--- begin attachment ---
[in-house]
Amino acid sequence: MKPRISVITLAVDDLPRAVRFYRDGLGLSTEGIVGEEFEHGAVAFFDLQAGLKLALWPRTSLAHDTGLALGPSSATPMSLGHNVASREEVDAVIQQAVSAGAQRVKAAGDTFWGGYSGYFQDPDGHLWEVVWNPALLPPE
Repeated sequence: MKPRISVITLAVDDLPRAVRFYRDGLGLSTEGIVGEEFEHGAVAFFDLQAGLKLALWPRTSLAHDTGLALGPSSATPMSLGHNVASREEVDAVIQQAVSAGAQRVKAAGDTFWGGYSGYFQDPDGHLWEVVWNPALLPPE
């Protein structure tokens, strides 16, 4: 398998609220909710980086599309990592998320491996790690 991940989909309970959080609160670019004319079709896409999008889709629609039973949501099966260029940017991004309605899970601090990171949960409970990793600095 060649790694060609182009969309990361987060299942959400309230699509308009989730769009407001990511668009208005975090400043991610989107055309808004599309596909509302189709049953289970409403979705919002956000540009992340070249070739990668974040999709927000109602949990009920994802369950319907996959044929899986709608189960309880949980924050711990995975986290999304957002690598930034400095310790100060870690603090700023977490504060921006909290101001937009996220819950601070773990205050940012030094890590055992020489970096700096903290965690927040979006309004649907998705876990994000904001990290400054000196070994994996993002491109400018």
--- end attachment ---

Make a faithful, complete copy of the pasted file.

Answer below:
[in-house]
Amino acid sequence: MKPRISVITLAVDDLPRAVRFYRDGLGLSTEGIVGEEFEHGAVAFFDLQAGLKLALWPRTSLAHDTGLALGPSSATPMSLGHNVASREEVDAVIQQAVSAGAQRVKAAGDTFWGGYSGYFQDPDGHLWEVVWNPALLPPE
Repeated sequence: MKPRISVITLAVDDLPRAVRFYRDGLGLSTEGIVGEEFEHGAVAFFDLQAGLKLALWPRTSLAHDTGLALGPSSATPMSLGHNVASREEVDAVIQQAVSAGAQRVKAAGDTFWGGYSGYFQDPDGHLWEVVWNPALLPPE
């Protein structure tokens, strides 16, 4: 398998609220909710980086599309990592998320491996790690 991940989909309970959080609160670019004319079709896409999008889709629609039973949501099966260029940017991004309605899970601090990171949960409970990793600095 060649790694060609182009969309990361987060299942959400309230699509308009989730769009407001990511668009208005975090400043991610989107055309808004599309596909509302189709049953289970409403979705919002956000540009992340070249070739990668974040999709927000109602949990009920994802369950319907996959044929899986709608189960309880949980924050711990995975986290999304957002690598930034400095310790100060870690603090700023977490504060921006909290101001937009996220819950601070773990205050940012030094890590055992020489970096700096903290965690927040979006309004649907998705876990994000904001990290400054000196070994994996993002491109400018």